3. Reduce congestion. For example by having more entry points to the workplace. If you have more than one door, consider having one for entering the building and one for exiting. 

  4. Use markings to guide staff coming into an out of the building.

  5. Provide handwashing facilities at entry and exit points. If this is not possible, provide hand sanitiser. Avoid using touch-based security devices such as keypads where possible. 

  6. Provide storage for staff clothes and bags.

  7. Request staff change into work uniforms on site. Use appropriate facilities/changing areas, where staff can meet social distancing and hygiene guidelines.

  8. Wash uniforms on site, where appropriate. Or ask workers to regularly wash uniforms at home.

  9. See guidance on travelling to and from work and getting help with daily activities outside your home during coronavirus. 

4.2 Moving around venues

Objective: To maintain social distancing wherever possible, while people move through the venue.

You should usually:

  1. Reduce movement by discouraging non-essential trips within venues. For example, restrict access to some areas and encourage workers to use radios, telephones or other electronic devices when sending orders from service areas to kitchens, where permitted. Clean them between uses.

  2. Reduce job and location rotation. For example, assign workers to specific areas or keep temporary personnel dedicated to one venue.

  3. Introduce more one-way flow routes through buildings. Use signage that indicates the direction of flow clearly.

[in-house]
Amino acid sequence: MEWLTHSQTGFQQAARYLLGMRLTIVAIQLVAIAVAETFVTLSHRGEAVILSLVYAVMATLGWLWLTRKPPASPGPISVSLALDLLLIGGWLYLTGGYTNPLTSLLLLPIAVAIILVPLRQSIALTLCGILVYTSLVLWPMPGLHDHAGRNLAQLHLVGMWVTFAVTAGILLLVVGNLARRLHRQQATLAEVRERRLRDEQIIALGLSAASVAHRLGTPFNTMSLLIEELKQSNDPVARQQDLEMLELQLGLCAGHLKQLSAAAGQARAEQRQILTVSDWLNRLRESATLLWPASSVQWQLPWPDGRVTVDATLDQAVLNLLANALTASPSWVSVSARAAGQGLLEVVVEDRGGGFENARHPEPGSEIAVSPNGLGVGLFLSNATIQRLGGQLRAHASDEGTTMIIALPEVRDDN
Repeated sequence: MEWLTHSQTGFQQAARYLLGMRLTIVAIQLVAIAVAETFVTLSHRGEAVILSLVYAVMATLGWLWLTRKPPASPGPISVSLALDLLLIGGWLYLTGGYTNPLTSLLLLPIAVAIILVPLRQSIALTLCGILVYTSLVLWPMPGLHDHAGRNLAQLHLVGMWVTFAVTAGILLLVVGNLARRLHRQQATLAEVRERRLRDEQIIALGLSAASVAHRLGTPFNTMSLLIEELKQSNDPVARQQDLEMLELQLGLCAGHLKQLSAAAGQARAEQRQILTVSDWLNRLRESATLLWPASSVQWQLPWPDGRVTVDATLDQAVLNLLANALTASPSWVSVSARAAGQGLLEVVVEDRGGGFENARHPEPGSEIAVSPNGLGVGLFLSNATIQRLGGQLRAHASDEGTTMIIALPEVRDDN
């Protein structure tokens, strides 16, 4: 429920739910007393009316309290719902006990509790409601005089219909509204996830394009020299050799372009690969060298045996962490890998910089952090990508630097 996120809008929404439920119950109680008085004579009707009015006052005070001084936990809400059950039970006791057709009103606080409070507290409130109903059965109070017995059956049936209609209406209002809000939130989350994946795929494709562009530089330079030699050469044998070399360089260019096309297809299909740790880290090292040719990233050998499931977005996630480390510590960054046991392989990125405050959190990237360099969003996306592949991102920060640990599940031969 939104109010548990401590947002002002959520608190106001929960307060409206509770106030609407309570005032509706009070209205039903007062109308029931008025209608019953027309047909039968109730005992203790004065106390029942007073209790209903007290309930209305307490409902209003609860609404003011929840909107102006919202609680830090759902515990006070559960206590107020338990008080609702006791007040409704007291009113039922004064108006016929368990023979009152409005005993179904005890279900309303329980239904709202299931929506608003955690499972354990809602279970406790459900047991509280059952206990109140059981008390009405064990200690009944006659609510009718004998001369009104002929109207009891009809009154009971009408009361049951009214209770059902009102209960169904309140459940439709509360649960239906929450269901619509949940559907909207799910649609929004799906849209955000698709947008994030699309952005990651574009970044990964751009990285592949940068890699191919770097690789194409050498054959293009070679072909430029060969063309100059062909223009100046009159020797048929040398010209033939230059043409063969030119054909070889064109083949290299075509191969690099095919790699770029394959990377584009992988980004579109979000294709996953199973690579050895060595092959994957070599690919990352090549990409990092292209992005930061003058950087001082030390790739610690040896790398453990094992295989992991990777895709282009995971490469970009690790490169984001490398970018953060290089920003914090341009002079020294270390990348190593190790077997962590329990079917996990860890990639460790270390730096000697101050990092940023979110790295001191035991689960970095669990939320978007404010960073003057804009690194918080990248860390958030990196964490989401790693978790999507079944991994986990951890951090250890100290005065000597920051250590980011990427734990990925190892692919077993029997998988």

4. Reduce maximum occupancy for lifts and provide hand sanitiser for the operation of lifts. Encourage use of stairs wherever possible.

  5. Make sure that people with disabilities are able to access lifts.

  6. Manage use of high traffic areas to maintain social distancing. This includes corridors, lifts and staircases.

4.3 Working areas

Objective: To make sure people can socially distance when they are at their workstations, wherever possible.

For people who work in one place, working areas should let them maintain social distancing from both each other and the public. For example, waiter captains or cashiers.

Assign working areas to an individual as much as possible. If workers must share work areas, keep the number of people sharing as low as possible.

When working areas cannot be made to comply with social distancing guidelines:

  • ask yourself if the work being done is vital to keep your business going
  • take all mitigating actions you can to cut transmission risk

You will usually need to:

  1. Review layouts and processes to allow workers to work further apart from each other.

  2. Avoid workers working face to face. For example, by working side-by-side or facing away from each other. Where this isn’t possible, use screens to separate people from each other.

  3. Use floor tape or paint to mark areas to help people comply with social distancing guidelines. These are 2m, or 1m+ with risk mitigation where 2m is not viable.

4.4 Food preparation areas

Objective: To maintain social distancing and reduce contact where possible in kitchens and other food preparation areas.